Aboriginal voters vent their fury… and change a government

SINCE it was awarded self government in the late 1970s, the Northern Territory elections have always been decided by 10 key seats in the northern suburbs of Darwin. Aboriginal voters out bush were never able to change a government in their own right. Tonight, all that changed.

Black voters – for the first time in the nation’s history – have decided the outcome of an election.

The Labor government has been swept from office, with several key bush seats that have always been considered safe Labor, falling to the CLP.

Daly, held by Rob Knight, has gone to the CLP. Arafura, held by retiring member Marion Scrymgour, is looking very shaky.

Both major parties sensed the swing was on in the bush in the dying days of the election campaign. And that lead to another historic first for the NT – neither party engaged in a dog-whistling race to the bottom on Aboriginal issues.

Instead, they competed with each other to win the votes of Aboriginal communities. That has never been seen in an election anywhere in Australia.

The thought of politicians actually trying to woo black voters – rather than bash them – is a foreign electoral concept in this country.

And the wooing was won by the CLP. Unecnumbered with the baggage of the destruction of the Aboriginal shire councils in 2009, the CLP have been talking quietly to bush communities for months, and publicly for weeks.

Ironically, the NT intervention played a factor in the election, and it was the Liberals, of course, who introduced it. But it’s been Labor whose run it for the past five years. That the super shires policy has cost them victory tonight.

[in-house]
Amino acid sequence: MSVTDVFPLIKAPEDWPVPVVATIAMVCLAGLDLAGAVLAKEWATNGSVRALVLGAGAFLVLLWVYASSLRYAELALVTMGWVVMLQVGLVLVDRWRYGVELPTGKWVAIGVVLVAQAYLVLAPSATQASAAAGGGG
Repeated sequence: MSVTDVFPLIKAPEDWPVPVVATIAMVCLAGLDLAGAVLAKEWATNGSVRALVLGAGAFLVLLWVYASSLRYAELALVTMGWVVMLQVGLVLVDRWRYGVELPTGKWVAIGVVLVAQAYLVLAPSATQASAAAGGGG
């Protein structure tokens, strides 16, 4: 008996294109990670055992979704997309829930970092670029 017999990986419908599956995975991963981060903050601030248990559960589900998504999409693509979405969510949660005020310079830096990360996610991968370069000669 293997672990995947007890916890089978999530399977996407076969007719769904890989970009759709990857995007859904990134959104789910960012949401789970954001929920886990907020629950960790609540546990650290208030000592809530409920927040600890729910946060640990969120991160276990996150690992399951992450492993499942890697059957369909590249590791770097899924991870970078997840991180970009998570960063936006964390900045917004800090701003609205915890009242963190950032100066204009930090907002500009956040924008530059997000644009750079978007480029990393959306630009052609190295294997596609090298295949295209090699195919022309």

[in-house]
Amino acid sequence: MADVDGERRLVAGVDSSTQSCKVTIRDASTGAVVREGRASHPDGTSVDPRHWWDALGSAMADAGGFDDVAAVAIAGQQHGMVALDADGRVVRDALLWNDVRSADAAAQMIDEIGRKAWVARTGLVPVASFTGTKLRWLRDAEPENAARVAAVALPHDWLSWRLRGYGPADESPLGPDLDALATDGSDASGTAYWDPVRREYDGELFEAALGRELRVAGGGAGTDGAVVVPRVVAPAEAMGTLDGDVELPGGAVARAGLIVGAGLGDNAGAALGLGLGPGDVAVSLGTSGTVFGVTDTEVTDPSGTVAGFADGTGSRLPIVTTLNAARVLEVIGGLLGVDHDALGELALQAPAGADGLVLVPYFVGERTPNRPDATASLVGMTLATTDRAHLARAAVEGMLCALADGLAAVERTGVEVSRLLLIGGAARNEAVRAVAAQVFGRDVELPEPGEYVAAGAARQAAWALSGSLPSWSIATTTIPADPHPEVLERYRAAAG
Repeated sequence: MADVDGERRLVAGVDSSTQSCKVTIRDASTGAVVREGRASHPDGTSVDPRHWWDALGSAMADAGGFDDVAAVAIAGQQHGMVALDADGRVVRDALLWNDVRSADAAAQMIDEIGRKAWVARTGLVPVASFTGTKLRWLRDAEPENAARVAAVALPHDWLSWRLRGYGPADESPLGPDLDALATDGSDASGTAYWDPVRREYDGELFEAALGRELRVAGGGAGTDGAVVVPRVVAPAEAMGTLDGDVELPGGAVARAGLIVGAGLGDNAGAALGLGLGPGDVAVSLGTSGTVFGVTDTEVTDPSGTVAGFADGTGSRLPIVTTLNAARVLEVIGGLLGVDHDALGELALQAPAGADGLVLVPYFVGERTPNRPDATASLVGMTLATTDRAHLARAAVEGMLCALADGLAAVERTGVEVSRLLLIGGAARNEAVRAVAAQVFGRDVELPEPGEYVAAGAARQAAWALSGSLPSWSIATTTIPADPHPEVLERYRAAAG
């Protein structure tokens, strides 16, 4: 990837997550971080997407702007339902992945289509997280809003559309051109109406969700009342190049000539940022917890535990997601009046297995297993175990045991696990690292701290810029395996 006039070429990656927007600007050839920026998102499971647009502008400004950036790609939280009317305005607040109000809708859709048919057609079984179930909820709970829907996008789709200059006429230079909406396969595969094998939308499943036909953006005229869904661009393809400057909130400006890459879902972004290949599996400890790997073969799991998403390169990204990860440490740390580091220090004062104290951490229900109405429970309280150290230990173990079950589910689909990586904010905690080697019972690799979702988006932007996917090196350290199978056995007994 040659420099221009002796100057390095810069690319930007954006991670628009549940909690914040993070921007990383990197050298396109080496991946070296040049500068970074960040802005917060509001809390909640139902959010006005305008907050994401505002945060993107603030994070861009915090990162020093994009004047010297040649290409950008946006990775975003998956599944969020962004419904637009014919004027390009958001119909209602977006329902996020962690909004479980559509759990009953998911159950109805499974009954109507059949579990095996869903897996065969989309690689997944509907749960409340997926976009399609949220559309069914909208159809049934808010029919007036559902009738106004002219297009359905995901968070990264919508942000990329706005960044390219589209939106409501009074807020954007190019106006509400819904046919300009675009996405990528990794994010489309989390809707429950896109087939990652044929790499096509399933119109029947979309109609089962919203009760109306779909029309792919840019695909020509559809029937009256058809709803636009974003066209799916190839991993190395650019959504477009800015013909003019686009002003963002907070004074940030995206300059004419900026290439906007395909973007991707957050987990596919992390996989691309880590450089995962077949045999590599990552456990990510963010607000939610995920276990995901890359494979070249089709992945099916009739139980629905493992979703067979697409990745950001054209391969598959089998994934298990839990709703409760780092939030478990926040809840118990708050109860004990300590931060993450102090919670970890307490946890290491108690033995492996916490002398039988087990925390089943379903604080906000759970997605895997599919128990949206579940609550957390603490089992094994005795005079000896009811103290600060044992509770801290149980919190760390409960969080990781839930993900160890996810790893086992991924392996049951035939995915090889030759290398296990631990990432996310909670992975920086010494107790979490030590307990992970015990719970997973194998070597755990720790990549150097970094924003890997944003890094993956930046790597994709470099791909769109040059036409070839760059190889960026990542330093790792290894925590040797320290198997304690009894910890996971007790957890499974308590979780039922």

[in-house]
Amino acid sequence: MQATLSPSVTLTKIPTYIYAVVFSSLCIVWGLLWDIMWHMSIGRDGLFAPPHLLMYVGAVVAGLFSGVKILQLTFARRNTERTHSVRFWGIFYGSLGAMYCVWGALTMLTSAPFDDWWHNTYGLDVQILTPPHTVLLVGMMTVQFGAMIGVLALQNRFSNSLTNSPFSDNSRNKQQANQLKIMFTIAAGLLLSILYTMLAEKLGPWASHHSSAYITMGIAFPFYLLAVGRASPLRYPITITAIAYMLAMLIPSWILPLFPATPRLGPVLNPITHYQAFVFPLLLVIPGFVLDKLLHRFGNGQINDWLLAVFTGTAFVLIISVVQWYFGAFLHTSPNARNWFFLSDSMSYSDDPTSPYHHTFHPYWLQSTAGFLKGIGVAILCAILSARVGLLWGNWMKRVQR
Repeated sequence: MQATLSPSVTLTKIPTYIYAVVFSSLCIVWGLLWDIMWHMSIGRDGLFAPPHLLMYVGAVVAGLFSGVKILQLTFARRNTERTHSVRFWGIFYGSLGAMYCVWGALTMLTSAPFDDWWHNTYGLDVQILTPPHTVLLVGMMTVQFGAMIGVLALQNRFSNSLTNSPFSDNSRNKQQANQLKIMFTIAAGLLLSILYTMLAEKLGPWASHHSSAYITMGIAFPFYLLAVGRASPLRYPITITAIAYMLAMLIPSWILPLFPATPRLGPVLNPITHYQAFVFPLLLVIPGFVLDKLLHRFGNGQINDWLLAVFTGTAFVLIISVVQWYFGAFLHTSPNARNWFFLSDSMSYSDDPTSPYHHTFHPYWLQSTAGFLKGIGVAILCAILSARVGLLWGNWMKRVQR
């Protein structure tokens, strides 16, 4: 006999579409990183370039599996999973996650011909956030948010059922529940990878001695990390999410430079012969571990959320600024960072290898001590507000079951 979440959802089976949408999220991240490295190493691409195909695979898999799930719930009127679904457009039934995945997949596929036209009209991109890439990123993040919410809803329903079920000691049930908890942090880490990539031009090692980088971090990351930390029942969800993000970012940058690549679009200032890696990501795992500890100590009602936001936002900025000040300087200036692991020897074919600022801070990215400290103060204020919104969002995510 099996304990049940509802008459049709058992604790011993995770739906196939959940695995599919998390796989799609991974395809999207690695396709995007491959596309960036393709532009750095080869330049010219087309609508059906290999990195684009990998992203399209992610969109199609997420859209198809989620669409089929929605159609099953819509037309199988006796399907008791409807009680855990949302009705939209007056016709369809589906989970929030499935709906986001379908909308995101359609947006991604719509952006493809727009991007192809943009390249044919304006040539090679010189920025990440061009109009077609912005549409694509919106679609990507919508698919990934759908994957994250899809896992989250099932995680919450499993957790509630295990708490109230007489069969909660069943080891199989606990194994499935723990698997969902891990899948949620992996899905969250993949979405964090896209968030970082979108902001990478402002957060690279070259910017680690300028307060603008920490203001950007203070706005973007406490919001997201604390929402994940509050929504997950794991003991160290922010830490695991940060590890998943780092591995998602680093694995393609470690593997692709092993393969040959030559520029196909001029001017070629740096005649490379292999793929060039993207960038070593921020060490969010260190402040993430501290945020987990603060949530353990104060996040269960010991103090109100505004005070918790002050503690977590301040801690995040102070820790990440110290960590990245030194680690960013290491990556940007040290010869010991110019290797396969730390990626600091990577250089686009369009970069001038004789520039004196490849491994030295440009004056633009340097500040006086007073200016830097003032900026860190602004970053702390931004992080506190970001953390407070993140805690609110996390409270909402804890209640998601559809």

Adam Giles, the Aboriginal member for Braitling, polled strongest of all the candidates in the election, and it will be hard to resist promoting him through the party ranks. Giles has frequently been touted as the next leader of the CLP. At the very least, he’ll have to be elevated to deputy when the dust from this election settles.

For outgoing Chief Minister Paul Henderson, the next few weeks will be a process of working out where it all went wrong.

Commentators will suggest they should have done more in the past few months to win black votes. But the rot for Labor set in in 2001, when they were swept to office, but never repaid the favour to the long-supportive black bush seats.

The ALP has finally been punished in a meaningful way for ignoring the pleas of Aboriginal voters. And it’s hard to imagine that having tasted electoral blood, Aboriginal people in the Territory will ever allow their vote to be taken for granted again by always voting for one party.

It’s a whole new ball game in the Territory. The dog whistle politics of the past are, if not dead, then buried for a few years at least.

As for the upcoming federal election, the Member for Lingairi, Warren Snowdon, will be a nervous man tonight. The black vote collapsed in his seat in 2010. If tonight is any indication, he won’t be back in office next year.

* Chris Graham is an Australian journalist specialising in Aboriginal Affairs. He has twice won the Human Rights Award for his reporting, and is a Walkley Award and a Walkley High Commendation winner. He lives in Glebe, Sydney.

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